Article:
One of the paradigms of the next generation computing tools is Augmented Reality (AR) where animated objects are superimposed on real-world objects. A live video or an image is initially scanned, detected, analyzed, and the required animated objects are added to the live view. This technology is already implemented in applications such as IKEA Place, Snapchat filters and is now being extensively applied in the medical sector.
To use the AR platform to its full potential, it should be integrated with tools like 3D modeling and web or mobile-based applications. For example, AR is used in concept learning where patients and doctors can view human anatomy (digital images, E-X-Rays) and impose animated objects to provide an in-depth explanation. Also, doctors may use AR tools for reconstruction purposes such as 3D heart modeling, tumor reconstruction, patient body mapping (like finding exact vein locations), and even surgeries. Moreover, pharmaceutical companies may use AR to show the chemical composition of a newly manufactured medicine or display a medicine’s complete life cycle.1
When AR tools and applications are utilized in the medical field where patient care is the highest priority, device manufacturers should verify if their devices or applications are FDA compliant. These AR-based tools are cleared by the FDA when it observes the product is sufficiently tested, captures all potential risks, and is safe to use. Examples of AR devices cleared through 510(k)’s include Augmedics surgery guidance Xvision headset, Echo Pixel’s holographic image-producing True 3D application, SyncThink’s eye movement-based concussion determining Eye-Sync tool, Medivis surgery assisting SurgicalAR app, and Microsoft’s HoloLens for imposing 2-D, 3-D objects on the human body during surgeries.2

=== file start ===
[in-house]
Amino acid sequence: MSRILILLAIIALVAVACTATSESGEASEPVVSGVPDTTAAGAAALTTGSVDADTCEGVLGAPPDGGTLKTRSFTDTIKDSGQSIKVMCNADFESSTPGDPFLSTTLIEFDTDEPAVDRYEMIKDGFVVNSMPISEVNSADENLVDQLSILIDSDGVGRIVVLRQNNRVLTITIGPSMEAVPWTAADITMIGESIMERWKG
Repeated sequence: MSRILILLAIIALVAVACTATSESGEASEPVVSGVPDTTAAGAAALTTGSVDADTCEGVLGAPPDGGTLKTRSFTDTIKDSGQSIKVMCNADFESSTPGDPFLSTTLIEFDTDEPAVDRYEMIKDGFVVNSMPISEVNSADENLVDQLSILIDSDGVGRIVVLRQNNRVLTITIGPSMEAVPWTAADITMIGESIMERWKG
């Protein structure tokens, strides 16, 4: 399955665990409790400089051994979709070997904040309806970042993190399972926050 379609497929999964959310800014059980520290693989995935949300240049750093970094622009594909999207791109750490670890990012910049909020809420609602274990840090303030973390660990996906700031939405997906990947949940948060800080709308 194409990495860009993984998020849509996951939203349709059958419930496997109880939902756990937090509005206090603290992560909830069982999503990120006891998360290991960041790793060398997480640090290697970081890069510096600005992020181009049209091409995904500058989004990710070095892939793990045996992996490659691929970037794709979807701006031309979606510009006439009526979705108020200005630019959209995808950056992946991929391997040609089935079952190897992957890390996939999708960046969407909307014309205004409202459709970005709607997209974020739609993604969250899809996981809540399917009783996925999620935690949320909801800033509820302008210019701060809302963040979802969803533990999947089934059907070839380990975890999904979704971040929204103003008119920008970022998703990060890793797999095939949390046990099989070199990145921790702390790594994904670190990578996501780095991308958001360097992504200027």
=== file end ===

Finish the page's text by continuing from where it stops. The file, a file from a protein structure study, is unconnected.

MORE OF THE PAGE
Irrespective of AR tools being a complete software or partly paired with hardware, they should meet all FDA regulatory requirements. The regulatory process starts with identifying the device class (I, II, III) where class I means a low-to-moderate risk and class III indicates a higher risk associated with the device. Manufacturers should include documentation that specifies the intended use and the hazards affiliated with the device. This may be supported by documentation such as system and software requirements, design inputs/outputs, device testing requirements with test cases, and hazard analysis reports for recording the mechanical and software hazards. This constitutes the complete package that is submitted to the FDA. Before submission, the device may undergo clinical trials with device verification and validation to check if the system achieves the intended use while maintaining quality and safety. If the FDA observes that the device meets all the quality and safety requirements, it will grant clearance to market the device.3
To sum up, AR tools are adding quality to medical and health services by providing an interactive virtual interface to medical devices and offering novel ways to use them. Before they are released in the industry, device manufacturers should make sure their medical devices comply with the FDA regulatory requirements. Do you have an AR-based medical device that needs FDA approval? Our regulatory and software experts at EMMA International can help ensure your system is FDA compliant. Contact us at 248-987-4497 or firstname.lastname@example.org for additional information.
1Arno Sosna (September 2019). The benefits of AR in Healthcare. Retrieved on October 17th, 2020 from https://medcitynews.com/2019/09/the-benefits-of-ar-in-healthcare/?rf=1
2Kayla Matthews (June 2020). 18 Healthcare Augmented Reality and Virtual Reality Companies to Watch. Retrieved on October 21st, 2020 from https://hitconsultant.net/2020/06/29/augmented-reality-and-virtual-reality-companies-to-watch/#.X5A5udBKhPY.
3Nico Kruger (January 2020). How to Get FDA Approval for Medical Devices. Retrieved on October 17th, 2020 from https://www.perforce.com/blog/alm/how-get-fda-approval-medical-devices